The primary role of a BI advocate is not just to build reports or find interesting insights in organisational data. We should all strive to find candidates who recognise that their primary focus is to empower the business at scale by leveraging both historical and predictive data. There is no need for a business user to put a request in for new dashboards to the BI team. The tools are advanced enough for BI users to set these up themselves. What they will need is access to governed data - from there they can fly.

There will always be more advanced pieces of analytics that may require a data scientist’s approach, but that is a different role. The output of advanced analytics and data science still needs to be woven back into a BI framework. The majority of clients are not fully capitalising upon their BI investment. For the first time, each platform’s capabilities tend to be ahead of what the day-to-day user can imagine. Not many users are aware of features like Explain Data, Quick Insights or NLQ within their BI platforms. These may not work out of the box and need some time invested to get the most out of them. It is the scale of what they can produce that matters. Platforms need BI advocates to make that happen.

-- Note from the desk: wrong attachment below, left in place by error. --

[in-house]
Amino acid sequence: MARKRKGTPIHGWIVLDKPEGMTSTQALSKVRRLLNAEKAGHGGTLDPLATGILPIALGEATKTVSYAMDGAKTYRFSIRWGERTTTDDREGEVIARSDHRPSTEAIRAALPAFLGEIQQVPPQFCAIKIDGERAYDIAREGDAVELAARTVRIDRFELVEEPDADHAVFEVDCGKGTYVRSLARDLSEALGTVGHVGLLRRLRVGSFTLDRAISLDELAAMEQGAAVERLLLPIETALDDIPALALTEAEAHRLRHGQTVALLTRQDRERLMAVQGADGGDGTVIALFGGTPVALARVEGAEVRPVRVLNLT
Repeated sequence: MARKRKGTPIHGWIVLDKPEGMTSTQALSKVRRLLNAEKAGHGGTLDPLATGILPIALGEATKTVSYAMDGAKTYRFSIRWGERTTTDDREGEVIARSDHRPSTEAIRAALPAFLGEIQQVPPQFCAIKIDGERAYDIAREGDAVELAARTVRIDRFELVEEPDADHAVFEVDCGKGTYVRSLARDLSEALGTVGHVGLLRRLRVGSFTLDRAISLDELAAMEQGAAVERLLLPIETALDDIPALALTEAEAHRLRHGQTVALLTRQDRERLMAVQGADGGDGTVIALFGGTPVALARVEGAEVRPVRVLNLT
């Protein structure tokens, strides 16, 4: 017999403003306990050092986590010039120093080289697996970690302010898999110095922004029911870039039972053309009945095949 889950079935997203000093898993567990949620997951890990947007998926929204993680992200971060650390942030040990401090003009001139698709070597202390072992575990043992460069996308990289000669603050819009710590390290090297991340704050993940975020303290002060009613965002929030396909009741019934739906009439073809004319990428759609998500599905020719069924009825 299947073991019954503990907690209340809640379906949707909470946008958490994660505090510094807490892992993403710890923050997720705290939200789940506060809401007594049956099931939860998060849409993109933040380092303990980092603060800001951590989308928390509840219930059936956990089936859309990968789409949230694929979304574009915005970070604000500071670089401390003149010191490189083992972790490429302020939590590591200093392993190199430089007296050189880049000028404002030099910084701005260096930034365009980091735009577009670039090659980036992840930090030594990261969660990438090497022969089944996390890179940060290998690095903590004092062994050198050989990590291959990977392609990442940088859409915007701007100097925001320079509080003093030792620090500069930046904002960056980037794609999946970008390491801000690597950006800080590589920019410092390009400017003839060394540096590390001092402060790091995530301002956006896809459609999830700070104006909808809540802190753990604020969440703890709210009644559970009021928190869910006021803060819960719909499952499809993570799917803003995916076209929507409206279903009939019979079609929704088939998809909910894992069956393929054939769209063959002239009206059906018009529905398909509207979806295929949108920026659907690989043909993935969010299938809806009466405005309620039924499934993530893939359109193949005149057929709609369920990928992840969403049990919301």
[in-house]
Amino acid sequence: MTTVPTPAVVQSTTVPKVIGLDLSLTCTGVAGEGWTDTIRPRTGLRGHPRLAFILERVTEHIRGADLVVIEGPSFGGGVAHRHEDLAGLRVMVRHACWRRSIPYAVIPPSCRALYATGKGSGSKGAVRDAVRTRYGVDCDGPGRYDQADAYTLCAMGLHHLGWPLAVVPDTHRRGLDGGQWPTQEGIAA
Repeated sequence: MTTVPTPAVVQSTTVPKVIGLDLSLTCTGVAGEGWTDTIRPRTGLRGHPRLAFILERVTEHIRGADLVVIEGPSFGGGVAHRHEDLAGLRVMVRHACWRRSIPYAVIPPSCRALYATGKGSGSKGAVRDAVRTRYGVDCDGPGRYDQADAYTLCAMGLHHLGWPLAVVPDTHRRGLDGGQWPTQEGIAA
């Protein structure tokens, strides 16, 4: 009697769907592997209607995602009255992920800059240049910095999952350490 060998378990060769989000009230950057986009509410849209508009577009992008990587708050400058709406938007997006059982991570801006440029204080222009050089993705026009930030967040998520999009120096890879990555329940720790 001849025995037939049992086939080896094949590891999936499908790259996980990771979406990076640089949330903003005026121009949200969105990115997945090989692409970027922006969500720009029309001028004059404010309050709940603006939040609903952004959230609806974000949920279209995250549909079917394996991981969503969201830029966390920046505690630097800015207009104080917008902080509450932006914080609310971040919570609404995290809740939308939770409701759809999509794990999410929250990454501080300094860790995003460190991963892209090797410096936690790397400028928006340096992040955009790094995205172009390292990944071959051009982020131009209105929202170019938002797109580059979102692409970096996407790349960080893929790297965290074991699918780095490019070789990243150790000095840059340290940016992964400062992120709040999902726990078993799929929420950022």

Businesses exist at different stages of the BI journey. For some, self-service BI feels like an ambition that’s a million miles away; they simply want to get started with accurate, timely and relevant dashboards. Others have realised that the data-driven culture they dreamed of has fully taken hold. However, the demand for output is far greater than a centralised BI team can satisfy. Self-service has become imperative and is no longer simply a nice-to-have concept.

At Merkle Analytics, we bring together a pool of talent to help customers through their business intelligence challenges, be that building a robust platform and culture or empowering stakeholders to make data-driven decisions. We have a vast history of delivering impactful BI projects and programmes across multiple industries. We are here to help at whatever stage in your BI journey you are today and can demonstrate the art of the possible to inspire the future. Please get in touch if you’d like to learn more.